Apple Macintosh computer screens.

Simply Computers Personal Desktop Computer screens.

Sunlight reflected on snow.

Burning books.

Burning artworks.

Burning museums.

Burning bodies.

Burning paper.

Burning photographs.

Some images which are taken on transparent media are printed out onto paper.

Paper can be burned, consumed by fire. (As can negatives.)

Paper can be consumed and disintegrated in water.

Paper can be thrown away to rot with the landfill.

The Tourist #50


“The flexible digital camera represents a further twist to consumer society where ‘the presentation of the self’ takes a renewed importance.”

What the FUCK is a flexible digital camera? In 20 years fucking around with cameras for a job I have never ever heard this phrase.

The Tourist #49


“Consuming and deleting photographs have (sic) become part of producing photographs, which make (sic) it easier (yet time consuming because of retaking) to produce the anticipated images.”

The art of copy editing has been lost with those new fangled word processors.

The art of logic has been ignored with these new fangled continental philosophies being taken as academically read when routinely and universally not or misread.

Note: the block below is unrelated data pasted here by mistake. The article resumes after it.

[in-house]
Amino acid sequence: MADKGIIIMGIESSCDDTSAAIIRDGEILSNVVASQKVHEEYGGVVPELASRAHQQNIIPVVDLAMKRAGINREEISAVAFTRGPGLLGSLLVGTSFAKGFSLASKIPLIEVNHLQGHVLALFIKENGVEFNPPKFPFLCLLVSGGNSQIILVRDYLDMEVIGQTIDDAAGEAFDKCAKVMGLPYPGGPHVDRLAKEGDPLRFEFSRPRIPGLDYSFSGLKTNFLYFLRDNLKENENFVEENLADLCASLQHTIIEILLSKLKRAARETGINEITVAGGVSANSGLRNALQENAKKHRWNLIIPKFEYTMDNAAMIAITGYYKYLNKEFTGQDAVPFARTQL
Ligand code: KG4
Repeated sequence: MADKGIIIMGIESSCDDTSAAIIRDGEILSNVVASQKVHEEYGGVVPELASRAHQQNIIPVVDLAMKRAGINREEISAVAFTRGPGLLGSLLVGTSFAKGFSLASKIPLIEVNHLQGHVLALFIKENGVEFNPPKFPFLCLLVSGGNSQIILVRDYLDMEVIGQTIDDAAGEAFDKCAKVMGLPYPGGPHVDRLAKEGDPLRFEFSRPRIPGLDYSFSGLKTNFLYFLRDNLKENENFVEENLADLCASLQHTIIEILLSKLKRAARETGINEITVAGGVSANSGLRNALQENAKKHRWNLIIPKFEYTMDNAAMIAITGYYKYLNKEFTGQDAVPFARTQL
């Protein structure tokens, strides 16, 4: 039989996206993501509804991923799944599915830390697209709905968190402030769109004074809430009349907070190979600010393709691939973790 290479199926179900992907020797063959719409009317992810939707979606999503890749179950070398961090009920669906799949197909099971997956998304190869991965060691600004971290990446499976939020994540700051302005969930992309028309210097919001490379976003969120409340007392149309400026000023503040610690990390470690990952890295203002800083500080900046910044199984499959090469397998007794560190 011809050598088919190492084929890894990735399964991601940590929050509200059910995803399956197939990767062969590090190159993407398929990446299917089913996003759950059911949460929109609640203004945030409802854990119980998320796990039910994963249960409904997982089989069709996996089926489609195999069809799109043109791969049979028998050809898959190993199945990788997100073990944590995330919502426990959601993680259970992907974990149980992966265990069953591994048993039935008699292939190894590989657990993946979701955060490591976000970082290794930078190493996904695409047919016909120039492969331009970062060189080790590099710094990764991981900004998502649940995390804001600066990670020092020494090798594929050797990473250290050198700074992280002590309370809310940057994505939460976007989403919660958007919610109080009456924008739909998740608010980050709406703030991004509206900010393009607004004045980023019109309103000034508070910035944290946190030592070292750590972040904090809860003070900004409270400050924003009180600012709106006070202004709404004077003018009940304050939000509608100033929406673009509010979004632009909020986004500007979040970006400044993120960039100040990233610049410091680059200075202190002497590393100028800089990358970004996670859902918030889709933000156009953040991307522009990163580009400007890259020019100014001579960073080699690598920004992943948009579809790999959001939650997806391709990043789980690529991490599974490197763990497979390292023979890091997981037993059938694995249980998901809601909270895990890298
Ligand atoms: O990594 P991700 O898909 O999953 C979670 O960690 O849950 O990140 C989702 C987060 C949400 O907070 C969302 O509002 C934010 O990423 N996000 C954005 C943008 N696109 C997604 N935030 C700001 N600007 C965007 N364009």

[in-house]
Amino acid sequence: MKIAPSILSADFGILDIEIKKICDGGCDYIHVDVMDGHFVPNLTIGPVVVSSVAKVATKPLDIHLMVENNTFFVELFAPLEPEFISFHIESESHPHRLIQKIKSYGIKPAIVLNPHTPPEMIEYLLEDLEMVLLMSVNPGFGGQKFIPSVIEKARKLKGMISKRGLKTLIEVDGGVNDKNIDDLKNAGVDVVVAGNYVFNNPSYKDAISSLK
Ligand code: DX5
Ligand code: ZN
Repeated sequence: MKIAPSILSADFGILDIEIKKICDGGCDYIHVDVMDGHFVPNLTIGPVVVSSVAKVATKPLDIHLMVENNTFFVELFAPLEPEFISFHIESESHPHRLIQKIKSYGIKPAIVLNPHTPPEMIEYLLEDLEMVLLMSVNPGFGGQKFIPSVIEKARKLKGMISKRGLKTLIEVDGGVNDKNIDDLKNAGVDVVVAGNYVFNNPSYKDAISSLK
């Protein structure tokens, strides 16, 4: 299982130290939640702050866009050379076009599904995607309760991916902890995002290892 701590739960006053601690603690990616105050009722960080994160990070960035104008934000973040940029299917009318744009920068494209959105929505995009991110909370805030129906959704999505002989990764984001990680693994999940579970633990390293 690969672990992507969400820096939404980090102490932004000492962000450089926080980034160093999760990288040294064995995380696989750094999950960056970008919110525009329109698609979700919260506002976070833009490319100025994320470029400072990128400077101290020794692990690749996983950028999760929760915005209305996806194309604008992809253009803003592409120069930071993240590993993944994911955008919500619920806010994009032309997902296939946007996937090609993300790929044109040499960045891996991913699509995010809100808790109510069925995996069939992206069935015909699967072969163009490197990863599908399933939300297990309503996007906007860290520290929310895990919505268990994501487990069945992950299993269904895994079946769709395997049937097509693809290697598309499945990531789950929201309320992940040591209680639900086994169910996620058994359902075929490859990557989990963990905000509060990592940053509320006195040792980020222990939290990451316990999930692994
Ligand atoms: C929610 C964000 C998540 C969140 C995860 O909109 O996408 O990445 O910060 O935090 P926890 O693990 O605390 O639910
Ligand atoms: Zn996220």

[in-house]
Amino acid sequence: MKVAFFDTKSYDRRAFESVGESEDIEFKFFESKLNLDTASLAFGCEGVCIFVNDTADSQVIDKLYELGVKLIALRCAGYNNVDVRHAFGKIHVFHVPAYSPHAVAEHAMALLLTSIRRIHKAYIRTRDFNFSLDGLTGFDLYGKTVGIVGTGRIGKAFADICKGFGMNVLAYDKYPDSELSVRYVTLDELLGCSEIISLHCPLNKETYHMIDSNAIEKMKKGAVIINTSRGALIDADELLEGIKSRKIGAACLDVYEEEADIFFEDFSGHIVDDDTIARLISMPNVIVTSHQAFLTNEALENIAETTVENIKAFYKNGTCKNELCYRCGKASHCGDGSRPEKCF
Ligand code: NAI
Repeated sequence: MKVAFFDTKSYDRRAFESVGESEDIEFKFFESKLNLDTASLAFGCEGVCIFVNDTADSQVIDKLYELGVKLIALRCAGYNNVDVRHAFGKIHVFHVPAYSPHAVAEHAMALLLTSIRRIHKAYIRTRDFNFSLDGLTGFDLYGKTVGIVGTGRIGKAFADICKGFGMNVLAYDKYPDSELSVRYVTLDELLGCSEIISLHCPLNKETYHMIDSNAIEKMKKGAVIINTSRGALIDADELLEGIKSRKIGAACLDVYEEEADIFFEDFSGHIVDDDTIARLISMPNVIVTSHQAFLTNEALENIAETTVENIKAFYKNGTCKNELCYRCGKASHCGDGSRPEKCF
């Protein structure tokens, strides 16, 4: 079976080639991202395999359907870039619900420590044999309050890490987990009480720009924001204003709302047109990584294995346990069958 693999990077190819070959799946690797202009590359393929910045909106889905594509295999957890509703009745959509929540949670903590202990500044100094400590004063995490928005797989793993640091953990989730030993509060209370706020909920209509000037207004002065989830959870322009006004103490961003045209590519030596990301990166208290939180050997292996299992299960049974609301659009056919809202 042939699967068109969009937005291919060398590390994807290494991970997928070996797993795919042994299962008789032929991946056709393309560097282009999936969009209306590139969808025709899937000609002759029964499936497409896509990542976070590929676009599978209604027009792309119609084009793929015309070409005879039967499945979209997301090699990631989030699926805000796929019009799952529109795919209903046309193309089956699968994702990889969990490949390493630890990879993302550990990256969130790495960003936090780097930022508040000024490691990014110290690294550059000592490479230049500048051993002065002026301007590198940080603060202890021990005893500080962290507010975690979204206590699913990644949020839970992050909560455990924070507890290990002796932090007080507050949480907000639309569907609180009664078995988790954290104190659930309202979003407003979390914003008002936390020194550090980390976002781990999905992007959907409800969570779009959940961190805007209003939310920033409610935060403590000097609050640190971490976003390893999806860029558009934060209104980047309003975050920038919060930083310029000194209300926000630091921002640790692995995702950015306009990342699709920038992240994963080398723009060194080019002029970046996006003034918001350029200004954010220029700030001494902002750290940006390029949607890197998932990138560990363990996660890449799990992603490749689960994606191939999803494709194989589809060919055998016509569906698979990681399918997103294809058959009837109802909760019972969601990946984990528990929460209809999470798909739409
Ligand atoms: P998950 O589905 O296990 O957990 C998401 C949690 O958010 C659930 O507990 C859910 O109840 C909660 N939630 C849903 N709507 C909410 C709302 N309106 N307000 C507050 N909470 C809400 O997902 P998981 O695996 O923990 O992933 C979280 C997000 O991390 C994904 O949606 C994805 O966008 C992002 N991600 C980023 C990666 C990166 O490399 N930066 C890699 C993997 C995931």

The Tourist #48

There is the sense that those who make photographs are somehow less capable of engaging with the meaning of their act than those who do not, those who write about those who take photos.
Perhaps there is an instance of originary notions of Habitus and Doxa here? Here we can see the type of place where one might understand the impact of things we are doing which we do subconsciously (not unconsciously), in a kind of pre-thought state of distraction a la Benjamin?

A basic counter to which would be that we cannot imagine participating in pictures (as everyone does) without routinely excluding picture makers from the possibility of reflecting on the act in which they are engaged and its broader social history and projective consequences? In fact it would seem incredible to imagine that the people who are doing something are less capable of engaging intellectually with what they are doing than by people who are not doing it? Is it not rather like asking a priest for sex tips? And are the answers often roughly similar, the “critic” of photography (within the standard “schools” of critical thought - marxism, feminism, et al), very much in line with the priest qua sex, urging us, basically, not to participate?